I have decided to raise this matter in the public domain because it is important that stakeholders – customers, government regulators, and the bank’s shareholders and international management, realize that something is amiss at Republic Bank that goes well beneath the surface.
It has been close to three, four months now that Republic Bank has been releasing my salary late. A check with my employer Wednesday informed me that salaries for this month had been paid since February 14, four working days ago. A check yesterday morning (Feb 20) at around 7:00 hours revealed that Republic Bank was still holding my salary. Crosstalk at my employer’s Accounts Department revealed that other employees at Republic Bank were having the same problem, and that some of the bank’s employees were being less than truthful regarding the reason for the delay. No official disclosure seems to have been made by the bank to inform customers about this problem, as would be expected.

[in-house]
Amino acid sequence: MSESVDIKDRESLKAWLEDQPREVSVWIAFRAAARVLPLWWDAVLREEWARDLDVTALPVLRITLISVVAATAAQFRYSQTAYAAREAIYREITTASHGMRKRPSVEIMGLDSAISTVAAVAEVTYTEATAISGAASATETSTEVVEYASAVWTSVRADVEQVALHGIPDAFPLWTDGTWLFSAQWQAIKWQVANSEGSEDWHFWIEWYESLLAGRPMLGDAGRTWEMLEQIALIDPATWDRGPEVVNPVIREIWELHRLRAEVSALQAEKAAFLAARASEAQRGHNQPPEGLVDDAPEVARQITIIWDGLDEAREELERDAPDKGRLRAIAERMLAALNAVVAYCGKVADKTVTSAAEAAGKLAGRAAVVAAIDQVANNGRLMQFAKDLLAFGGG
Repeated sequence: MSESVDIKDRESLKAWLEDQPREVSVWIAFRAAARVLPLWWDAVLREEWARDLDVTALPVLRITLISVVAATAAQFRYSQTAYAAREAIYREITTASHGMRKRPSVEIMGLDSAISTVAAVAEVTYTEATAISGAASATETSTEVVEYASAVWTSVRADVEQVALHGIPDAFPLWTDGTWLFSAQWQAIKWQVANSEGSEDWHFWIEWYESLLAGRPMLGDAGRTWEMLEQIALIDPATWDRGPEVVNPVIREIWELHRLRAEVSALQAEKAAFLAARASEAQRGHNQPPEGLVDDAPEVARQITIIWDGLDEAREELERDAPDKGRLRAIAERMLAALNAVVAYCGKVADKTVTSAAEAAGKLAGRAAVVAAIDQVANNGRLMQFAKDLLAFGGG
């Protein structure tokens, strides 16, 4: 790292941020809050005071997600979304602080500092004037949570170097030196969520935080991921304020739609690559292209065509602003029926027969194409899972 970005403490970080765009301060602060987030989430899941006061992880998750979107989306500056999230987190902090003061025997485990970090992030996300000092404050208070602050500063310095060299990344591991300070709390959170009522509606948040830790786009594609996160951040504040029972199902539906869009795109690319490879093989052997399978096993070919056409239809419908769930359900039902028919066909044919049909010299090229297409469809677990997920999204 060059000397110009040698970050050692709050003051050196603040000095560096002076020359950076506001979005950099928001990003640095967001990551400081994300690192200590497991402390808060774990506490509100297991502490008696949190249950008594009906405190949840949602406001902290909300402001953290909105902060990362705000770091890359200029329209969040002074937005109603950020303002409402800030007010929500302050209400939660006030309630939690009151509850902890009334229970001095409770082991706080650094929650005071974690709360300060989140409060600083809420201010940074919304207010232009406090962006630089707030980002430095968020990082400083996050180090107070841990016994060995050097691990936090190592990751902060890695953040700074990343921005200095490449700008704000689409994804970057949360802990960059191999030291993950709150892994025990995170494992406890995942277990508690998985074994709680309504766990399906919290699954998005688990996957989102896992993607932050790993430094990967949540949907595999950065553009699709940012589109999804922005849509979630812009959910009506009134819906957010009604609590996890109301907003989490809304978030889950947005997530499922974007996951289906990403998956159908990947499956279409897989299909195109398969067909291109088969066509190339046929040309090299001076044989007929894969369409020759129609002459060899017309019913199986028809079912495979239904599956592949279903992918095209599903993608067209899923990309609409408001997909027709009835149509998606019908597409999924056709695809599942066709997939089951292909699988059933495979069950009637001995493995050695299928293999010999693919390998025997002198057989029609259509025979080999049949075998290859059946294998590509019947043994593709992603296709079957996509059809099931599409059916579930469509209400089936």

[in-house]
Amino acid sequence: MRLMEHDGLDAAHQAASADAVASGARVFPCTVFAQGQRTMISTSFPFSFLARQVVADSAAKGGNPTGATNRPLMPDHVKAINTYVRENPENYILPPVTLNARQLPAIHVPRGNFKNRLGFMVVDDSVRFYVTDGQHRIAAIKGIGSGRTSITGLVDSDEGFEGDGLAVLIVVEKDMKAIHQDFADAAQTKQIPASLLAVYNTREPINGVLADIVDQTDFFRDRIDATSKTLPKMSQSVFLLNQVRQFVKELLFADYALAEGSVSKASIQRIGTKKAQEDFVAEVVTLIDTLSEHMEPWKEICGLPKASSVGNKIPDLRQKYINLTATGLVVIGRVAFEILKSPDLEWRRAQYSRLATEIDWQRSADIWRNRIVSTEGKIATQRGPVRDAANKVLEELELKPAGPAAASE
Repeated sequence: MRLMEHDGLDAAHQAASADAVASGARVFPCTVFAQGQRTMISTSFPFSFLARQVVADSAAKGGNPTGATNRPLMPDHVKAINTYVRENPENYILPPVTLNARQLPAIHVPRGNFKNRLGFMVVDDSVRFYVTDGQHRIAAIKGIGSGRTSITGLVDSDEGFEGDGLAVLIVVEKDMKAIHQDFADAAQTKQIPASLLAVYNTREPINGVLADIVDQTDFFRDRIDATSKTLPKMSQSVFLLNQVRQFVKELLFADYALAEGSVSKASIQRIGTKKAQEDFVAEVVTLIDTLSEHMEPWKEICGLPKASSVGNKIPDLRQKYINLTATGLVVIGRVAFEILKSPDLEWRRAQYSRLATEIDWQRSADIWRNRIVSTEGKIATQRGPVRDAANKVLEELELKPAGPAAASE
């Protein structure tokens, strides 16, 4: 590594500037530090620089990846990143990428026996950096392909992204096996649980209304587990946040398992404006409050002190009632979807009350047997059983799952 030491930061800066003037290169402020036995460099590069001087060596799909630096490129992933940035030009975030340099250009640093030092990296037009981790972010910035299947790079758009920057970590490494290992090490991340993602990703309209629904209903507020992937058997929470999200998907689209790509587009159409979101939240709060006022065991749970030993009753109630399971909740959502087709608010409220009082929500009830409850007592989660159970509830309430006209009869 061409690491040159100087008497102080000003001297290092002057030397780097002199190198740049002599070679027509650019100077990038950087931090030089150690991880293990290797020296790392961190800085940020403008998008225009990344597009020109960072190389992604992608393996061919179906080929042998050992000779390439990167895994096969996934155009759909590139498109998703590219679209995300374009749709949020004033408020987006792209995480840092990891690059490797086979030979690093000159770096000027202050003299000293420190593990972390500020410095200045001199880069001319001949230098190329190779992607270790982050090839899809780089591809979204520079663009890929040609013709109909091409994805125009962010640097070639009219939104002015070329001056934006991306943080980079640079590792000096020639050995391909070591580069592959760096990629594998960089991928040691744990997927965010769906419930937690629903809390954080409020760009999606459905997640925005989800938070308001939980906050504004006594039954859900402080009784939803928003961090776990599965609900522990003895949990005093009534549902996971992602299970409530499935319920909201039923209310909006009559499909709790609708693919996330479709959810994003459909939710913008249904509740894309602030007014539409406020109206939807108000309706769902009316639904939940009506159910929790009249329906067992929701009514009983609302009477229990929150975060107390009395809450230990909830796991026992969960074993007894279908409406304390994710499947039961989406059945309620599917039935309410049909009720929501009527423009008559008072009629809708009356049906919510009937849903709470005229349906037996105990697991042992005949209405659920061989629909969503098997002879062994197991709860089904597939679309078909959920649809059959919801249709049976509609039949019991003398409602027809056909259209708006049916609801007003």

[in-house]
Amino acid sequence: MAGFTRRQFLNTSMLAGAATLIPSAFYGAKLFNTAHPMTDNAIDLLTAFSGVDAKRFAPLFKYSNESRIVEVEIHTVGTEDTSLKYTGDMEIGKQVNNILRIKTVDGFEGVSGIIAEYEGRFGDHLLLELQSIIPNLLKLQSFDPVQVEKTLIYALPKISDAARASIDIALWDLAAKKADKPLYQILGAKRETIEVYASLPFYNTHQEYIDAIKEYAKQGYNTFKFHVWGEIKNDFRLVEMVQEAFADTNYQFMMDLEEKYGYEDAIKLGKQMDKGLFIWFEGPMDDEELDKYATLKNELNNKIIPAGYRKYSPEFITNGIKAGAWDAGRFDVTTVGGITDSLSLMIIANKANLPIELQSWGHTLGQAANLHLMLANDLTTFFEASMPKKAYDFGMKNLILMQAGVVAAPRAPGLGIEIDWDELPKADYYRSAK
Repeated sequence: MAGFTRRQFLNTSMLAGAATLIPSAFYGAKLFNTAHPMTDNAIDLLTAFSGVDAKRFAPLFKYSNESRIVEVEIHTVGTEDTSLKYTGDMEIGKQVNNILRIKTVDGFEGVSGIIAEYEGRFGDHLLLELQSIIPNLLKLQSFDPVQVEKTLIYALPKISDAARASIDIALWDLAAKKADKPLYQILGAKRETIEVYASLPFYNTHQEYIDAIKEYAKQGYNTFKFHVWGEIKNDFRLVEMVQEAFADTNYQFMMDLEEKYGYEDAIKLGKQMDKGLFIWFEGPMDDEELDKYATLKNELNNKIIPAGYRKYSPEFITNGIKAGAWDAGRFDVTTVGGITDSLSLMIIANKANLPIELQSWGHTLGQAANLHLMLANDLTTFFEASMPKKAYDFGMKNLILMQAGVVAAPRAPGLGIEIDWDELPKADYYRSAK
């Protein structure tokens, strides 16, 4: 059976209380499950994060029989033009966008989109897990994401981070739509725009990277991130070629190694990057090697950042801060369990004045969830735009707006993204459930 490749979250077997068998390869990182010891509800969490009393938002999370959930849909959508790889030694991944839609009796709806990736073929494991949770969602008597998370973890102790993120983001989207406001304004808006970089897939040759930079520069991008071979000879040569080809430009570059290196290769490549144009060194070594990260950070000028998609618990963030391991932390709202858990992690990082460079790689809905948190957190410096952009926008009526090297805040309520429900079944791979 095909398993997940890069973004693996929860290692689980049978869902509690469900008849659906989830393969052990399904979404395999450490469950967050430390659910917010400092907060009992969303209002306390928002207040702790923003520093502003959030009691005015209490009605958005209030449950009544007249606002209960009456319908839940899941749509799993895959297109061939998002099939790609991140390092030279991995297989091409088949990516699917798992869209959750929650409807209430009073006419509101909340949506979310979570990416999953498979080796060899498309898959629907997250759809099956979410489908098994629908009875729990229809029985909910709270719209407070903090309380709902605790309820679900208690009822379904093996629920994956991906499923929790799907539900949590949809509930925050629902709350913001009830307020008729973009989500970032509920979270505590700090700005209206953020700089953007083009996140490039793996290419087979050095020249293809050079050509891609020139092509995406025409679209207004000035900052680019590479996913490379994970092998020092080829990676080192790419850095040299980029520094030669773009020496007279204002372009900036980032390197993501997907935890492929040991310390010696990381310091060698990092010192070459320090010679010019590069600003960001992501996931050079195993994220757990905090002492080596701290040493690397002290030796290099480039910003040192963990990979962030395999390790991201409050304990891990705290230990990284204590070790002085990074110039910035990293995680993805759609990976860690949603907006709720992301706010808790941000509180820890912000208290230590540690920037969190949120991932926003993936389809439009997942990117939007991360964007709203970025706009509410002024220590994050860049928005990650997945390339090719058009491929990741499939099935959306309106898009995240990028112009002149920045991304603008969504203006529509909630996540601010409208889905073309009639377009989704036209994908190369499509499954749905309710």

Republic Bank is probably Guyana’s largest commercial bank with links to Royal Bank of Canada (TT) and Scotiabank (TT). It competes with international banks on the forefront of the banking industry. In this modern age of artificial intelligence and robots, Republic Bank, after its recent fiasco last year, has once again stooped well below international standards, and even basic professional courtesy, in handling what should be a routine aspect of banking and customer relations, not to mention any regulatory breaches regarding information disclosure. Taken in perspective, it is difficult to consider, with all the resources at its disposal, that incompetence (as was the most probable reason for the last issue) across the bank’s management, from the level of the country director to the bank’s employees dispensing fairytale explanations to customers, is the reason the basic problem of the inordinate delay in the release of customer’s salaries, and Republic Bank’s continued disregard and disrespect for its customers, regulations, and even its own brand in our rapidly evolving economy. We can only wonder how far-reaching the problem is, and what next can we expect from the bank. Because while it is true that mismanagement and lower profits may result from companies which have become too large, I do not for a moment think that this is the case with Republic bank, since for example, it is clear that cutting corners with the number of employees serving customers may well have been a contributory factor for the long waiting times faced by customers in the bank. Where exactly do the bank’s customers stand, and what can we expect?
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